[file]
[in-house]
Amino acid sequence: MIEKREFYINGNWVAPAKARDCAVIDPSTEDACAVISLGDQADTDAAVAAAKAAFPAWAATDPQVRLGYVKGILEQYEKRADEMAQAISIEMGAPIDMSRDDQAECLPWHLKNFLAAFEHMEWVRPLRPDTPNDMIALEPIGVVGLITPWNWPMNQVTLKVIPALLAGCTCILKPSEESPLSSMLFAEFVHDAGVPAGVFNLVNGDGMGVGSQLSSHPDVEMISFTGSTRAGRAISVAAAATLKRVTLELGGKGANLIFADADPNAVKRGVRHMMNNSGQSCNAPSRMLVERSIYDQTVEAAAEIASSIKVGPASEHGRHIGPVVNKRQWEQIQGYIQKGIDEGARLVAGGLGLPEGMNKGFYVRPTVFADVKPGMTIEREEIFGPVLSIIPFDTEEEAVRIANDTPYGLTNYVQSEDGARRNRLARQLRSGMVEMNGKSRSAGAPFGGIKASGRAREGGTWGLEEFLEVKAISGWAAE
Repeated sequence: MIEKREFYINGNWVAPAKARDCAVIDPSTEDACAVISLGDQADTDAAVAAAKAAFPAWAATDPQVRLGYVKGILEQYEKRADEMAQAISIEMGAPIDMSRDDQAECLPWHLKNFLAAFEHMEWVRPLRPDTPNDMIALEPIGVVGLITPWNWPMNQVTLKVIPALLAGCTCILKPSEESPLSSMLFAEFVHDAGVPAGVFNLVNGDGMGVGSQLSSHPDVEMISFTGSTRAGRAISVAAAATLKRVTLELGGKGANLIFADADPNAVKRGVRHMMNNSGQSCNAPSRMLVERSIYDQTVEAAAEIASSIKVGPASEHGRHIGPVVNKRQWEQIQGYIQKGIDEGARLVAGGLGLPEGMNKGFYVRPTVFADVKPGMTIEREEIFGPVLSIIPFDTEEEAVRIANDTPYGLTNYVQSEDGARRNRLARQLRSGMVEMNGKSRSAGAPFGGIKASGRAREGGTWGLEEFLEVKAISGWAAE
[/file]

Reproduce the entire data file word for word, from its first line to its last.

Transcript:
[in-house]
Amino acid sequence: MIEKREFYINGNWVAPAKARDCAVIDPSTEDACAVISLGDQADTDAAVAAAKAAFPAWAATDPQVRLGYVKGILEQYEKRADEMAQAISIEMGAPIDMSRDDQAECLPWHLKNFLAAFEHMEWVRPLRPDTPNDMIALEPIGVVGLITPWNWPMNQVTLKVIPALLAGCTCILKPSEESPLSSMLFAEFVHDAGVPAGVFNLVNGDGMGVGSQLSSHPDVEMISFTGSTRAGRAISVAAAATLKRVTLELGGKGANLIFADADPNAVKRGVRHMMNNSGQSCNAPSRMLVERSIYDQTVEAAAEIASSIKVGPASEHGRHIGPVVNKRQWEQIQGYIQKGIDEGARLVAGGLGLPEGMNKGFYVRPTVFADVKPGMTIEREEIFGPVLSIIPFDTEEEAVRIANDTPYGLTNYVQSEDGARRNRLARQLRSGMVEMNGKSRSAGAPFGGIKASGRAREGGTWGLEEFLEVKAISGWAAE
Repeated sequence: MIEKREFYINGNWVAPAKARDCAVIDPSTEDACAVISLGDQADTDAAVAAAKAAFPAWAATDPQVRLGYVKGILEQYEKRADEMAQAISIEMGAPIDMSRDDQAECLPWHLKNFLAAFEHMEWVRPLRPDTPNDMIALEPIGVVGLITPWNWPMNQVTLKVIPALLAGCTCILKPSEESPLSSMLFAEFVHDAGVPAGVFNLVNGDGMGVGSQLSSHPDVEMISFTGSTRAGRAISVAAAATLKRVTLELGGKGANLIFADADPNAVKRGVRHMMNNSGQSCNAPSRMLVERSIYDQTVEAAAEIASSIKVGPASEHGRHIGPVVNKRQWEQIQGYIQKGIDEGARLVAGGLGLPEGMNKGFYVRPTVFADVKPGMTIEREEIFGPVLSIIPFDTEEEAVRIANDTPYGLTNYVQSEDGARRNRLARQLRSGMVEMNGKSRSAGAPFGGIKASGRAREGGTWGLEEFLEVKAISGWAAE